Other aspects were very different though. It was going to turn out that Darth Maul was still alive. He seizes control of the criminal enterprise left vacant by the death of Jabba the Hutt and works to sow chaos throughout the galaxy. He also begins training a new apprentice – Darth Talon, who had been introduced in the comics. Han and Leia’s children would have been part of the story, and their names would probably have been Sam and Kira. Sam would have been a cocksure pilot like his father, and Kira would have sought Luke out to be trained as a Jedi.
Lucas has also said he would have delved into a “microbiotic world.” We would have met the Whills, the beings who control the Force and are essentially the gods of the Star Wars universe. That would have been interesting to see, assuming Lucas didn’t botch the execution. It’s possible the microbiotic world of the Whills would have just been weird, and if he’d handled it as awkwardly as he did the introduction of the midichlorians in The Phantom Menace, it might have been painful to watch. Nevertheless, both concepts date back to the 70s and were part of the genesis of the saga all along, so it’s not surprising that Lucas would eventually want to bring them in.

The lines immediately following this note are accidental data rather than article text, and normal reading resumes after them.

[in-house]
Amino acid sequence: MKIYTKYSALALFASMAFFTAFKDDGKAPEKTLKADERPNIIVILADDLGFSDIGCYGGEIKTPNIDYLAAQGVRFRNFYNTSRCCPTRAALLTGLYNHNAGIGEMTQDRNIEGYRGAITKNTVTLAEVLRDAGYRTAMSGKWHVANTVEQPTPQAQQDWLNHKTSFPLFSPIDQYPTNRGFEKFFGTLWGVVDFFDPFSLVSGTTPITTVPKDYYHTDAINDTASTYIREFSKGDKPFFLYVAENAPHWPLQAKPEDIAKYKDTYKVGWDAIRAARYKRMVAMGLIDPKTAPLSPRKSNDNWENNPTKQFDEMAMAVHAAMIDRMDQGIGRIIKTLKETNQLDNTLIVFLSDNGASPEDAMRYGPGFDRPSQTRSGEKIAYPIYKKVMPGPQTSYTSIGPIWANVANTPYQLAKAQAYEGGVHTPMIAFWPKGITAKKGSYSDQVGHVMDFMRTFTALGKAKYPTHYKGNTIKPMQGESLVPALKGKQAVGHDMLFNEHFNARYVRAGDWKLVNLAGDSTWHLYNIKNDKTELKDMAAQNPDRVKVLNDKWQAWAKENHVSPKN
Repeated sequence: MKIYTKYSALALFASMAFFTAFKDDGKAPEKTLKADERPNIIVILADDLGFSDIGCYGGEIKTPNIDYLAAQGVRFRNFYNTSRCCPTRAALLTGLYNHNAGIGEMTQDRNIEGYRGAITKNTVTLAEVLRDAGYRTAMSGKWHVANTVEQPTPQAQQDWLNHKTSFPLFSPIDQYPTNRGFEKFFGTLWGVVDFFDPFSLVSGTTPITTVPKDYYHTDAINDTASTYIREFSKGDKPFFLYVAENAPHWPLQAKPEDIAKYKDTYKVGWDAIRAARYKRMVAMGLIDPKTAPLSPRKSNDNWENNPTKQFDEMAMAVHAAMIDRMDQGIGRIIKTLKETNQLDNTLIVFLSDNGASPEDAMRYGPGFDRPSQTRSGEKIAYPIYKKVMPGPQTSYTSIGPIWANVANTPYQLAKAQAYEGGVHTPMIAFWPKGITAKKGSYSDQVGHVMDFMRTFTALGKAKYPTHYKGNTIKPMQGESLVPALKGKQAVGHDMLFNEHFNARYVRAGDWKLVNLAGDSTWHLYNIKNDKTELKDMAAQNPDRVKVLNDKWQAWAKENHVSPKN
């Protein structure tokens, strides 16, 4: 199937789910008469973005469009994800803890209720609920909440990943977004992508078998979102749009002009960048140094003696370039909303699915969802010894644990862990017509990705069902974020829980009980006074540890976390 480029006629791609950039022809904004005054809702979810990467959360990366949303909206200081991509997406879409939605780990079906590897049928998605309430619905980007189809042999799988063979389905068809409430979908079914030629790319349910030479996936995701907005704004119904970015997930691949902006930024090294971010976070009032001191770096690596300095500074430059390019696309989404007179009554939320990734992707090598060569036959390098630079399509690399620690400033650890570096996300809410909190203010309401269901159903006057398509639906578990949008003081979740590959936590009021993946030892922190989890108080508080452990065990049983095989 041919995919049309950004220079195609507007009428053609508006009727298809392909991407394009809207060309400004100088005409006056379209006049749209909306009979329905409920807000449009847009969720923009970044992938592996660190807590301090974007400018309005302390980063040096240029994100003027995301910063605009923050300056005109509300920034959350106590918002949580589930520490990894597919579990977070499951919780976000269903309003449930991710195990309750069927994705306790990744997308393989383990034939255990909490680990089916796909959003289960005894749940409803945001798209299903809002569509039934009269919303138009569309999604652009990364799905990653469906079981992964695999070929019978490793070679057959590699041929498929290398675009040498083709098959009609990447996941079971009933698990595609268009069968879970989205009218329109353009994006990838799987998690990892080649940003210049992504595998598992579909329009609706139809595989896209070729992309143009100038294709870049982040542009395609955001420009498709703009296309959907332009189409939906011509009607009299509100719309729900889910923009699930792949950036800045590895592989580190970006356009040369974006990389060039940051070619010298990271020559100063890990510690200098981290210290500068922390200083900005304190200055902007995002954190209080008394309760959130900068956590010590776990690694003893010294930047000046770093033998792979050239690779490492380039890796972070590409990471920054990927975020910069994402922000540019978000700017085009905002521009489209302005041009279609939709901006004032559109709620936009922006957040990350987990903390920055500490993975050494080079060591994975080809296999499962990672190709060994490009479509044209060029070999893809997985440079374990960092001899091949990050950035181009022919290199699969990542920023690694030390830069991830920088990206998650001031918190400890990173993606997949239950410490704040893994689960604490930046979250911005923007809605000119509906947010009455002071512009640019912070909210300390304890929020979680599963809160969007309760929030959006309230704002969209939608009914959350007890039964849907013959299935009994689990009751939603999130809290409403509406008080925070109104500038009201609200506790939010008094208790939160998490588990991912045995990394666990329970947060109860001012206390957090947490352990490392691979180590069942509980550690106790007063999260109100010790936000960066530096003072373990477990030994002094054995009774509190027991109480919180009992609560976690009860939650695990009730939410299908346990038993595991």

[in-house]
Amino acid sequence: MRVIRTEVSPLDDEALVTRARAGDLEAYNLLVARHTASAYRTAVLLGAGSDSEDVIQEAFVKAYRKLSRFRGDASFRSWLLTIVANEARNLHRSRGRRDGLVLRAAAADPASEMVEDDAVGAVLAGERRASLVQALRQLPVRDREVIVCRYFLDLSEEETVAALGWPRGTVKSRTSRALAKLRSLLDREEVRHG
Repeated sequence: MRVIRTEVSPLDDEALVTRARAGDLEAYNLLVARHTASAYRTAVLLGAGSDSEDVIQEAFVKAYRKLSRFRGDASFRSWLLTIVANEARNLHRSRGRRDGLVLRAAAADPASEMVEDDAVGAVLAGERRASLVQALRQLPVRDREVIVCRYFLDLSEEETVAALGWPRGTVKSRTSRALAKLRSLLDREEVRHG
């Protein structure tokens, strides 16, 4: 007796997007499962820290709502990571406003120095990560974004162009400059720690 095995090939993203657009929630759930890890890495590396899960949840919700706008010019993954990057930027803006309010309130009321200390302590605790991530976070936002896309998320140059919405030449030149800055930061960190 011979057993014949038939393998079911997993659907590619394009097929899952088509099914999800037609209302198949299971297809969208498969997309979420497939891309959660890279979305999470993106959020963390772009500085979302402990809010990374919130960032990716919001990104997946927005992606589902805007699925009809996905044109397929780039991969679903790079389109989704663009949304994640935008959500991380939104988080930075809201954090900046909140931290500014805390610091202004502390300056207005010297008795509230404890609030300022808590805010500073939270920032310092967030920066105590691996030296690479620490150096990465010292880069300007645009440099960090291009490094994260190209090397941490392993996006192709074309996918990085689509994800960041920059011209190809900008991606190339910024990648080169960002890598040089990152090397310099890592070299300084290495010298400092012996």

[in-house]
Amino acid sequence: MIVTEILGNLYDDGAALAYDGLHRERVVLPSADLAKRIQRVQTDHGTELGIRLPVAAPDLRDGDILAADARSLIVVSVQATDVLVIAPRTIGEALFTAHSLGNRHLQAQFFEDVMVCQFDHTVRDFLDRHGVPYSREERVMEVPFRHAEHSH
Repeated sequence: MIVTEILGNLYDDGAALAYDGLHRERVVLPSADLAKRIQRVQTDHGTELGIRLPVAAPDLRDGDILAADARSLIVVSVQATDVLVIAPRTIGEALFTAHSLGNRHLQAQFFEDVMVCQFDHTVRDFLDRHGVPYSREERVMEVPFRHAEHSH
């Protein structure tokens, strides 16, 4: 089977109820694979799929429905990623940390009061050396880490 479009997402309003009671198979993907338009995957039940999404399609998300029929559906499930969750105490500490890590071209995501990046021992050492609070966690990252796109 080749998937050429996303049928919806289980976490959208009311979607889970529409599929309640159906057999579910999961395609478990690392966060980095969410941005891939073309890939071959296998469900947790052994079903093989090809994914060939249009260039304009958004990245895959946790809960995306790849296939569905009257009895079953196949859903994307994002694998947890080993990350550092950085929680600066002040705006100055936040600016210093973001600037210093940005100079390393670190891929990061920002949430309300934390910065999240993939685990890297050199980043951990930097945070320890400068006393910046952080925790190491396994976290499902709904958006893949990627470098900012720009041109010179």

Would Lucas’s version of the sequel trilogy have been better? Maybe, maybe not. It may have just been different. I do think that he would have introduced new concepts and new worlds rather than retreading old material just as pure fan service the way Kathleen Kennedy and J.J. Abrams did. But it probably would have had its own problems too. Certainly I take issue with some of what he was going to do, my biggest problem being the return of Darth Maul. That character clearly died at the end of The Phantom Menace and to resurrect him just seems tacky to me (I feel the same way about Boba Fett, by the way). I think it would have been much better to introduce a brand new Sith character to be the villain of the new trilogy. Snoke had the potential to fill this role well if they’d handled his backstory better. Alas, they screwed that up completely. But while I would have preferred a new character, if you’re going to resurrect a villain, Palpatine actually makes much more sense than Maul as it’s established in Revenge of the Sith that Palpatine is seeking immortality. Also, his return unites the whole saga under one main umbrella villain and ties it all together.